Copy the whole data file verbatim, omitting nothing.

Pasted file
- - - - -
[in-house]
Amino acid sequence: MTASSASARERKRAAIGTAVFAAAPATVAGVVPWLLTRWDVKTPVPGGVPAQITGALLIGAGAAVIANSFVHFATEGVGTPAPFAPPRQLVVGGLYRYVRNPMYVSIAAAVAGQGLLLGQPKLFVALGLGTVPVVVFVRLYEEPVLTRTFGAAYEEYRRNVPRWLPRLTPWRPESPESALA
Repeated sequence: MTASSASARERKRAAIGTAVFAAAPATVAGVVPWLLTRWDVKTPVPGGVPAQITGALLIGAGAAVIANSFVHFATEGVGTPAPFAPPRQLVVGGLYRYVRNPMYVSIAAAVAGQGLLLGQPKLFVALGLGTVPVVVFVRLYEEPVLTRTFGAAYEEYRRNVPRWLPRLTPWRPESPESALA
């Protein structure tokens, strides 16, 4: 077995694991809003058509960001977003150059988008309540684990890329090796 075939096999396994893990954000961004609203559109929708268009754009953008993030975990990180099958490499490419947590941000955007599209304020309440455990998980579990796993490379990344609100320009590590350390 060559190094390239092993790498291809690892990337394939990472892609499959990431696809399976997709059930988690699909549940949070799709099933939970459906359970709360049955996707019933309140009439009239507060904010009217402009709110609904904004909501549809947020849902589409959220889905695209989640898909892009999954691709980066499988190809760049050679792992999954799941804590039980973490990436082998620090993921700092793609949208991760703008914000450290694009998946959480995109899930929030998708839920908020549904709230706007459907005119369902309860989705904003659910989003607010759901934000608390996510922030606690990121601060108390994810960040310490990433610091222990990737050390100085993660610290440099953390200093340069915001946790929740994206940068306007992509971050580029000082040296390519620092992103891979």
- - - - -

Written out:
[in-house]
Amino acid sequence: MTASSASARERKRAAIGTAVFAAAPATVAGVVPWLLTRWDVKTPVPGGVPAQITGALLIGAGAAVIANSFVHFATEGVGTPAPFAPPRQLVVGGLYRYVRNPMYVSIAAAVAGQGLLLGQPKLFVALGLGTVPVVVFVRLYEEPVLTRTFGAAYEEYRRNVPRWLPRLTPWRPESPESALA
Repeated sequence: MTASSASARERKRAAIGTAVFAAAPATVAGVVPWLLTRWDVKTPVPGGVPAQITGALLIGAGAAVIANSFVHFATEGVGTPAPFAPPRQLVVGGLYRYVRNPMYVSIAAAVAGQGLLLGQPKLFVALGLGTVPVVVFVRLYEEPVLTRTFGAAYEEYRRNVPRWLPRLTPWRPESPESALA
């Protein structure tokens, strides 16, 4: 077995694991809003058509960001977003150059988008309540684990890329090796 075939096999396994893990954000961004609203559109929708268009754009953008993030975990990180099958490499490419947590941000955007599209304020309440455990998980579990796993490379990344609100320009590590350390 060559190094390239092993790498291809690892990337394939990472892609499959990431696809399976997709059930988690699909549940949070799709099933939970459906359970709360049955996707019933309140009439009239507060904010009217402009709110609904904004909501549809947020849902589409959220889905695209989640898909892009999954691709980066499988190809760049050679792992999954799941804590039980973490990436082998620090993921700092793609949208991760703008914000450290694009998946959480995109899930929030998708839920908020549904709230706007459907005119369902309860989705904003659910989003607010759901934000608390996510922030606690990121601060108390994810960040310490990433610091222990990737050390100085993660610290440099953390200093340069915001946790929740994206940068306007992509971050580029000082040296390519620092992103891979």